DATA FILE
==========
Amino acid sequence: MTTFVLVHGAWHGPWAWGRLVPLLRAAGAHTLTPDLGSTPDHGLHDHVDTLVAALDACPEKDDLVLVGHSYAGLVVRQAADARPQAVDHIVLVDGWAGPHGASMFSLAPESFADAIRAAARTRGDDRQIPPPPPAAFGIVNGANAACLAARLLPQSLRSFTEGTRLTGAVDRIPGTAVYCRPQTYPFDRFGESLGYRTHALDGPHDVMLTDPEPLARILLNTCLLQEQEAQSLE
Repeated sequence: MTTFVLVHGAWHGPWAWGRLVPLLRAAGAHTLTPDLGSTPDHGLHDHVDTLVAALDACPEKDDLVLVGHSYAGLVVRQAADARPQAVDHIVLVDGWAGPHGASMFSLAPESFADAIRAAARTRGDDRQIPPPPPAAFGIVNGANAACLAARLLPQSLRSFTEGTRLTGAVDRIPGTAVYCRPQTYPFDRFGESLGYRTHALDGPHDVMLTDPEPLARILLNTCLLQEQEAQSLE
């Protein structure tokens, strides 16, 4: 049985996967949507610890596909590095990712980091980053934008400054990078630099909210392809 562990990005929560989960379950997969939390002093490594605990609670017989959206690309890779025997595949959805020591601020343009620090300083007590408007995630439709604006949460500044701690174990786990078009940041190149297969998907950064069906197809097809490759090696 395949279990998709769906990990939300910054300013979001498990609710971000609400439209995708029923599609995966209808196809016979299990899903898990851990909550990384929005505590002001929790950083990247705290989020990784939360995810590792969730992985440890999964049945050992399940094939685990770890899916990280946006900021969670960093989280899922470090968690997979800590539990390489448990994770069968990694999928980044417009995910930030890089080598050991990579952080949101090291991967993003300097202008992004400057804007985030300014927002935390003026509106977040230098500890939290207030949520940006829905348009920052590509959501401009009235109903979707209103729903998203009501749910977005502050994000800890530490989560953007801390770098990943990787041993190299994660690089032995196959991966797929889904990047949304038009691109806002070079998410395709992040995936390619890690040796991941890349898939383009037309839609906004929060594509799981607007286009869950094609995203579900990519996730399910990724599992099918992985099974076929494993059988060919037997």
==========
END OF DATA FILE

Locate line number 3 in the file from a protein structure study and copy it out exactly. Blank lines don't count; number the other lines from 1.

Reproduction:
């Protein structure tokens, strides 16, 4: 049985996967949507610890596909590095990712980091980053934008400054990078630099909210392809 562990990005929560989960379950997969939390002093490594605990609670017989959206690309890779025997595949959805020591601020343009620090300083007590408007995630439709604006949460500044701690174990786990078009940041190149297969998907950064069906197809097809490759090696 395949279990998709769906990990939300910054300013979001498990609710971000609400439209995708029923599609995966209808196809016979299990899903898990851990909550990384929005505590002001929790950083990247705290989020990784939360995810590792969730992985440890999964049945050992399940094939685990770890899916990280946006900021969670960093989280899922470090968690997979800590539990390489448990994770069968990694999928980044417009995910930030890089080598050991990579952080949101090291991967993003300097202008992004400057804007985030300014927002935390003026509106977040230098500890939290207030949520940006829905348009920052590509959501401009009235109903979707209103729903998203009501749910977005502050994000800890530490989560953007801390770098990943990787041993190299994660690089032995196959991966797929889904990047949304038009691109806002070079998410395709992040995936390619890690040796991941890349898939383009037309839609906004929060594509799981607007286009869950094609995203579900990519996730399910990724599992099918992985099974076929494993059988060919037997």